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Sonic Generations Review

November 10th, 2011 by

The Sonic series has been struggling for years now, with a less than successful transition to 3D marred further by some downright cringe worthy new characters, voice acting and stories, and finally through increasingly bad level design. It’s certainly been a rough road. Sonic Generations aims to change all that and there is no doubt that it succeeds. In fact Sonic Generations is not only the best Sonic title in years but quite possibly the best Sonic title period.

Sonic Generations shines bright with thoughtful and high quality design. From concept to mechanics Sonic Generations sports the very best from previous titles, incorporating both the new and original Sonic’s styles within a cleverly crafted narrative.

The story itself follows the new Sonic and his friends celebrating his birthday when an unknown entity tears through time and space capturing Sonic’s animal companions and fracturing the timeline. The result is a meeting of the two Sonics from the past and the present as they figure out how to free their friends and restore the timeline.

What the narrative allows is for two different styles of Sonic gameplay to coexist, providing a balanced mixture of original 2D and new 3D Sonic levels through nine stages each with an act designated to each style. It’s a great balance. The very first level sees you tearing through a reimagining of Green Hill Zone as classic Sonic before act two sees you tears through the same zone but with new 3D Sonic third-person style. It’s a nostalgia trip that is practically guaranteed to put a smile across your face. Level design is a high point, emphasising speed and showing off a variety of mechanics and related challenges across vast locations. They look fantastic as well. There are more than a few cheap deaths from death-traps though, which inevitably causes frustrations, but for the most part you can dash through each level and enjoy the speed and platforming. It’s Sonic at its very best.

Indeed the marrying of the new and old works in Sonic’s favour and creates the definitive title. What helps is the underlining parody present throughout the narrative. Gestures from Sonic when meting other characters points fun at the more ridiculous characters and dialogue about previous adventures blatantly points out their flaws. It’s very self aware and this is emphasised by the many tweaks to the formula.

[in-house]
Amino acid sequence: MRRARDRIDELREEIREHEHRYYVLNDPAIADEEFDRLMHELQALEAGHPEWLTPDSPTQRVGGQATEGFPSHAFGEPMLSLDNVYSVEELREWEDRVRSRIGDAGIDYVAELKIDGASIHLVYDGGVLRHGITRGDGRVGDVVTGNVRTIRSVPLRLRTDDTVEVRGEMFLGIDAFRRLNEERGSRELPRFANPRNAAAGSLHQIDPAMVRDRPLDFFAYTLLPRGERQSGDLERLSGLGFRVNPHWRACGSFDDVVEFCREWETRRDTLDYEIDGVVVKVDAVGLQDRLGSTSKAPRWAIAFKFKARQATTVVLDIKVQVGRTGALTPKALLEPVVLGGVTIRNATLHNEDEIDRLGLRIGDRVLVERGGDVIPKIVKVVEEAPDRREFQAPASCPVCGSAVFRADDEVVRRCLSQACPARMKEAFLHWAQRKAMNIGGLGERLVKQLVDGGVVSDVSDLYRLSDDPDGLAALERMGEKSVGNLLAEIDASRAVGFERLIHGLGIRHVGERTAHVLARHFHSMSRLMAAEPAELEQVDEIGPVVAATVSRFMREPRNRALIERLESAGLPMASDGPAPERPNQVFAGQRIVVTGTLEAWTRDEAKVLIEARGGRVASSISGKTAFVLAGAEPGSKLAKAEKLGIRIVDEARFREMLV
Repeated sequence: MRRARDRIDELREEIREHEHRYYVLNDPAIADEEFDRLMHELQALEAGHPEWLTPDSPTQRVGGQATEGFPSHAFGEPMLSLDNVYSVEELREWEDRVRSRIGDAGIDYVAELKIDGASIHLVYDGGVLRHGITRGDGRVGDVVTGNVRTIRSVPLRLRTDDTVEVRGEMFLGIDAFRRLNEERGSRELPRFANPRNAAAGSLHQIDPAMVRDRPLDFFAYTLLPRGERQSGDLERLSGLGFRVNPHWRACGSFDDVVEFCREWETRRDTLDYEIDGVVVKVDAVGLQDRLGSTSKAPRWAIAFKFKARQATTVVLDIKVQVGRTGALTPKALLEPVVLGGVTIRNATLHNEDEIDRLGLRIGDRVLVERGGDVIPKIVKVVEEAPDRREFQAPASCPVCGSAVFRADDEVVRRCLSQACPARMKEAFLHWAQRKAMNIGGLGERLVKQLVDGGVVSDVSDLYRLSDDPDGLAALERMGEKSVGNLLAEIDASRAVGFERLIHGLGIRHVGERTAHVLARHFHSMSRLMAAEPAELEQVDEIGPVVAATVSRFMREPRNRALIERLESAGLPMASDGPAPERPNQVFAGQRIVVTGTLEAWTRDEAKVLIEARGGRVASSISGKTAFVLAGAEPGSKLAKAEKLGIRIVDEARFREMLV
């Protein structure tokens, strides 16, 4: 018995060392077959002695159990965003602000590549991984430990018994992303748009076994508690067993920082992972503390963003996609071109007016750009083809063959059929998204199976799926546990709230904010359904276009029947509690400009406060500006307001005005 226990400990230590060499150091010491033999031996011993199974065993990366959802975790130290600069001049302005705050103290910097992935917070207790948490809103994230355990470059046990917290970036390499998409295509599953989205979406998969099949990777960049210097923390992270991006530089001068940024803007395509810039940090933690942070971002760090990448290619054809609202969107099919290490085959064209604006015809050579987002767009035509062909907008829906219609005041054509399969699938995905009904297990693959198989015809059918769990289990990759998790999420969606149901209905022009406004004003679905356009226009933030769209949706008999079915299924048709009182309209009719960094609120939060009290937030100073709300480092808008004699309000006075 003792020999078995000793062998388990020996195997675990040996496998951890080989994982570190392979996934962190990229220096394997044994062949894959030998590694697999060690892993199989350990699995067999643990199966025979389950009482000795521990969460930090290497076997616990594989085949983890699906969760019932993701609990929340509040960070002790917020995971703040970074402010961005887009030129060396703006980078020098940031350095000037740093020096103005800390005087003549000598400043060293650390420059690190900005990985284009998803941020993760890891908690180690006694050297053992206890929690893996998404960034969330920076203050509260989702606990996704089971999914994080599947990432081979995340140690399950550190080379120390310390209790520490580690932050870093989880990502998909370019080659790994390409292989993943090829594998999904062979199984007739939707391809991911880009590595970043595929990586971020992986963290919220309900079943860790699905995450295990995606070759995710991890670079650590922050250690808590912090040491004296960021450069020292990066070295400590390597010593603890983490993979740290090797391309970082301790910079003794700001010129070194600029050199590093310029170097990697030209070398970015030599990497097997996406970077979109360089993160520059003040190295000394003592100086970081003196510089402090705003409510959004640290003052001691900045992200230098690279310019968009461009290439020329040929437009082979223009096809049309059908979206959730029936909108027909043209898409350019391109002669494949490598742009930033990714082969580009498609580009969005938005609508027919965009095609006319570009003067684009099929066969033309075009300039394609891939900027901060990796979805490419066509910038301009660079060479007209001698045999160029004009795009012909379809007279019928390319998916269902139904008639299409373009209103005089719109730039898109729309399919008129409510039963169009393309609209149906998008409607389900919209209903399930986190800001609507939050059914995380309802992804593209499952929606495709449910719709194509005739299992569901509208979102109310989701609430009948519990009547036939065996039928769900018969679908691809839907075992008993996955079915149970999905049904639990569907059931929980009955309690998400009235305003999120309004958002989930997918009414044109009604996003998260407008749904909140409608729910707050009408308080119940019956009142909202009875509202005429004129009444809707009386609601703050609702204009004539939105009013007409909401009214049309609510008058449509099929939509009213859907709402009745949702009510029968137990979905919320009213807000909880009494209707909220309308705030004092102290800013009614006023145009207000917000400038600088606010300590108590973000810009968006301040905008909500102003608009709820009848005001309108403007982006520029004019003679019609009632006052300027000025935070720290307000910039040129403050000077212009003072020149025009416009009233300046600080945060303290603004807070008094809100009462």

The aforementioned improved narrative and level design is complimented by absolutely brilliant controls. They’re tight and responsive, giving you absolute control even at the ridiculous speeds Sonic can reach which, once again, feeds back into the impressive level design which allows you to enjoy such speed. The music is another high point, featuring remixed version of the best tunes from Sonic’s past. There are also some nice audio touches to the presentation that compliments the experience. The music will distort when using new style Sonic’s boost ability and muffle when under water. They’re little details but ones that really count in the overall quality. Visually Sonic Generations looks great, for the most part, only when the action slows do you notice the odd texture lacking in detail, although oddly the pre-rendered scenes with Sonic’s rescued pals is grainy. Otherwise it’s smooth and vibrant.

It’ll take you between five and six hours to complete the story but you could easily double that time with the additional content. Challenge levels offer up something different from the standard level progression, offering mini games as well as entire play-throughs of levels with different objectives and modifiers, such as racing against your doppelganger, achieving a flawless speed run, and even recruiting Sonic’s friends for aid. Only a few of these challenge levels are mandatory to proceed through the story, and you’re given such a vast choice of which ones to play through it never feels tedious and there’s always another option if a certain type doesn’t take you fancy. Moreover it also provides plenty of distractions later on if you feel the need to play through them all. Meanwhile each act has a set of red stars to collect which are strewn across the stage to encourage replay and exploration. These stars are tied with a store which allows you to purchase modifiers such as increased speed when moving uphill, shields or even unlocking the Super Sonic ability after completion of the story. Additionally two online modes provide further replayability. The 30 second mode challenges you to get as far as you can through a stage in just 30 seconds, whilst a standard time attack mode measures the overall time for completing a stage. Each are linked to online leaderboards and prove to be perfects scenarios for competitive Sonic action.

Sonic Generations is a fantastic platformer that successfully incorporates the speed we associate with the blue hedgehog as well as brilliantly marrying the styles of classic 2D and newer 3D gameplay. It is the best Sonic so far; finally this iconic character has been done justice.

MLG Rating: 9/10
Platform: Xbox 360/ PS3 Release Date: 04/11/2011

Disclosure: Midlife Gamer were provided a physical copy of Sonic Generations for review purposes by the promoter. The title was reviewed over the course of one week on an Xbox 360. For more information on what our scores mean, plus details of our reviews policy, click here.

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